Many autistic individuals have the habit of talking too much. They will not stop unless you interrupt them. Thus, many autistic people interrupt each other to communicate that they want the other person to stop, as this is the only way they can get a word in. In fact, sometimes autistic people are incapable of stopping—their thoughts just tumble out in a series of run-on sentences, and by stopping them, you are doing them a favor. Sometimes I can’t control what comes out of my mouth, and once something gets started, it just keeps going. Our minds are like trains, going from one point to another along a designated track. This is perhaps one reason why autistic children like trains so much.


Because the focus of an autistic friendship is on the information instead of the person, a speaker is usually not offended when he is interrupted. If he is not done, all he has to say is, “I’m not done.” If the other person has to speak and cannot hold back, all the first person has to do is wait for a time then interrupt the other person in return. Eventually, all the information is exchanged, and that is the purpose of the friendship.


3. It is always okay to say no to someone else rather than to create a fictitious excuse for why you can’t do something with a friend.


If you want the autistic person to play a board game, but the other autistic person doesn’t want to, the autistic person will say no. Not all autistic people attain the ability to accept “no” for an answer, but they will likely say no to you when they don’t like something you want them to do.


Autistic people, having been forced to do many things themselves, understand what it feels like when another autistic individual doesn’t want to do something. When they communicate their wishes not to do something, they are not putting their friend down but telling their friend something they know their friend will understand.


To an autistic person, it’s not what you say that hurts, it’s whether you mean it. The truth never hurts, but lies and deception do.


When an autistic child is bullied, their feelings are hurt because the bully is deliberately trying to hurt them and figures out clever ways to trick and hurt the autistic person. But when one autistic person says negative things to another autistic person, he is not trying to bully the person but only to convey truthful information.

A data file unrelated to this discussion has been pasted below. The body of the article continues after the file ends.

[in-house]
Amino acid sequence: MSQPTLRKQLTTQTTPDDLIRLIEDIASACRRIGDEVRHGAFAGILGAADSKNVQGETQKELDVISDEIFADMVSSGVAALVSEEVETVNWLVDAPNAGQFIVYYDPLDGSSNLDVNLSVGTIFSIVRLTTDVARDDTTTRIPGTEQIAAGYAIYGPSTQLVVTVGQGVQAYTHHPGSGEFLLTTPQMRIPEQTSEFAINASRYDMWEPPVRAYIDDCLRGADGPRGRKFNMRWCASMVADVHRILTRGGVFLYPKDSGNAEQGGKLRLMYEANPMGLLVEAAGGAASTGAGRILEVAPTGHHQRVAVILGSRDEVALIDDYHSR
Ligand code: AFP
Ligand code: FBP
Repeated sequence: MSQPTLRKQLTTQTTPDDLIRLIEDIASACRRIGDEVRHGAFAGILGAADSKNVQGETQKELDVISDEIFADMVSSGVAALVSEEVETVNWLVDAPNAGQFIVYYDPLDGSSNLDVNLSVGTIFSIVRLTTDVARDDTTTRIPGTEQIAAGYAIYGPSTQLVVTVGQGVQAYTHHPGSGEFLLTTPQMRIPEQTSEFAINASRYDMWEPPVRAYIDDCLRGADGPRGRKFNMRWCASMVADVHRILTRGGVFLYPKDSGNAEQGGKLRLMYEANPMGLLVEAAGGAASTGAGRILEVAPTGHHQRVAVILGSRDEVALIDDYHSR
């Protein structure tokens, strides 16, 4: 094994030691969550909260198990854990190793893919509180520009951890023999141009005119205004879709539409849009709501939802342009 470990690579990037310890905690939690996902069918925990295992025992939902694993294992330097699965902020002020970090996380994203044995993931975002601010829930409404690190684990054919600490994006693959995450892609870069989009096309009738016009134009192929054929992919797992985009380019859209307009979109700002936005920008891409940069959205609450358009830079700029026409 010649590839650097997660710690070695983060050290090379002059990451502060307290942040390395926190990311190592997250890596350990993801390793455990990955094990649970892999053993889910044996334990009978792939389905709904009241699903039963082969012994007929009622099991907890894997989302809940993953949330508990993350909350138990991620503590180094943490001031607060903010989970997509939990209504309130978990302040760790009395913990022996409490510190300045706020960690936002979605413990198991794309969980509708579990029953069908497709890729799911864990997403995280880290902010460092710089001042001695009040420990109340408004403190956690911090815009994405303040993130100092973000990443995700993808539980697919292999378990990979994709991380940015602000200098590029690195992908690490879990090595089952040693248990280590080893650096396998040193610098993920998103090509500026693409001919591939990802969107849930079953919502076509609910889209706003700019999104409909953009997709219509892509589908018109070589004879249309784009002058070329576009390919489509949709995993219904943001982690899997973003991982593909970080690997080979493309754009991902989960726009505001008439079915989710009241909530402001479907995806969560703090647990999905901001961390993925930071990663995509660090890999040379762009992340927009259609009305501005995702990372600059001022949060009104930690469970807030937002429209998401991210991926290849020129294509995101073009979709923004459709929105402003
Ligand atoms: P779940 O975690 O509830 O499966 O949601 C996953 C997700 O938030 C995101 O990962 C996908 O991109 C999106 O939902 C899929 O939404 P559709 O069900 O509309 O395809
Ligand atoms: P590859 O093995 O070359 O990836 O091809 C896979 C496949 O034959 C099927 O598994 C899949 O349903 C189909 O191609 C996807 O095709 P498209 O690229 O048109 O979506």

I once went out to see a movie with a person my age that was on the autism spectrum. She was totally shut down during the movie, and clearly didn’t want to be there. Although I understood what she was going through, my mother felt that, in order to be polite, I should call her up and ask to get together again. When I did, the girl told me that she had plans all week and thus could not see me. When it was later revealed that the real reason was because she did not like seeing that movie with me and she was also trying to be polite, I was furious. I felt as if she had betrayed me, and my feelings were hurt. This was not because she had rejected me, but because she had to lie about it. If she could be honest, then I would not have felt hurt. And if I have disobeyed my mother and not called the girl up, then I wouldn’t have put her in a situation in which she was forced to lie. So in this case, two normal rules—call someone up out of politeness even if you don’t want to, and make up stories about why you can’t see the other person—caused both of us to be hurt.


4. Information is neither good nor bad, neither appropriate or inappropriate. It simply exists.


Many autistic people think on what I call a “factual” basis. This is why interruption is non-existent in the autistic relationship even though autistic people frequently interrupt. Similarly, exchanging information for the sake of exchanging information can sometimes offend neurotypical people because autistic people will often point out factual data out when that data is inappropriate or embarrassing.


There’s a scene in a movie I once saw in which a man named Edgar, when asked how a couple tragically died in a car crash, replies matter-of-factly, “You know, the fog gets pretty heavy in Scotland. Throw in a curved road, little whiskey—that kind of accident doesn’t surprise me at all.”


Edgar’s statement displays a total lack of sympathy for the people who died. However, it is unlikely that Edgar feels this way. Although it is not mentioned that Edgar is autistic, this is something that an autistic person might say and not find anything wrong with it. Why? Because autistic people generally think in terms of stating factual information free from emotion.


One day, when I called up one of my autistic friends, she announced to me that she was getting her period. We both knew that typically a girl wouldn’t always share that information to a guy, but we also know that since we were both autistic, she just felt she had been sharing information to me about herself. I understood it the same way. To us, that was just a sharing of information, and we didn’t feel bothered by it, regardless of its sensitive nature. Some (though not all) autistic people I know, in fact, aren’t bothered by sharing personal information about their bodies or from their past. I even jokingly replied, “If I were more seriously autistic, I might have looked at a calendar and told you what day of the week your next period might start one month from now.”